Emily Steinwall
Tarot


In addition to releasing the experimental jazz-pop opus Welcome to the Garden last year, Toronto saxophonist Emily Steinwall has spent pandemic lockdowns studying tarot as an extension of her interest in Jungian psychology. "Tarot, like songwriting, is all about storytelling and connecting to one's intuition through imagery and symbols," she reflects. "It is a practice that has helped me to understand the story of my own life on countless occasions."

For anyone who shares Steinwall's interest in tarot, she has drawn this three-card spread for your interpretation: the Three of Swords, the Magician in reverse and the Ace of Wands.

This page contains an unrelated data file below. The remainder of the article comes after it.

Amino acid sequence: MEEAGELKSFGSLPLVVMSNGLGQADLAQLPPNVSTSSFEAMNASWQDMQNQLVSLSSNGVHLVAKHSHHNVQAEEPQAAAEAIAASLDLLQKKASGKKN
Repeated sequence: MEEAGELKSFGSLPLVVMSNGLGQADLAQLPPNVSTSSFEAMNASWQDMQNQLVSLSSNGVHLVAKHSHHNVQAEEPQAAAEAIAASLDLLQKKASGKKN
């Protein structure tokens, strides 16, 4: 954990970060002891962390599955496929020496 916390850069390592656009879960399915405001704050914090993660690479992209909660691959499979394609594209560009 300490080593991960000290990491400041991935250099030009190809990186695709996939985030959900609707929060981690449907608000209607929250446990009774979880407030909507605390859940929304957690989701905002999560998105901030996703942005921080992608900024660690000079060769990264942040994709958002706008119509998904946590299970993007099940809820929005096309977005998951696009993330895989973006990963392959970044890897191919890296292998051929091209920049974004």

AA Wallace
TurboGrafx-16 video games


Shapeshifting Nova Scotia songwriter AA Wallace (a.k.a. Cheval) describes himself as an "off-brand kid." He tells Exclaim!, "When the schoolyard battles were over which was superior, the Super Nintendo or the Sega Genesis, I was the dude with the TurboGrafx-16." He lost his original console years ago in a move, but picked up this replacement on Kijiji. In addition to TG-16, he loves a range of games and consoles from the 8-bit and 16-bit eras, and he can sometimes be found streaming them via his Twitch channel.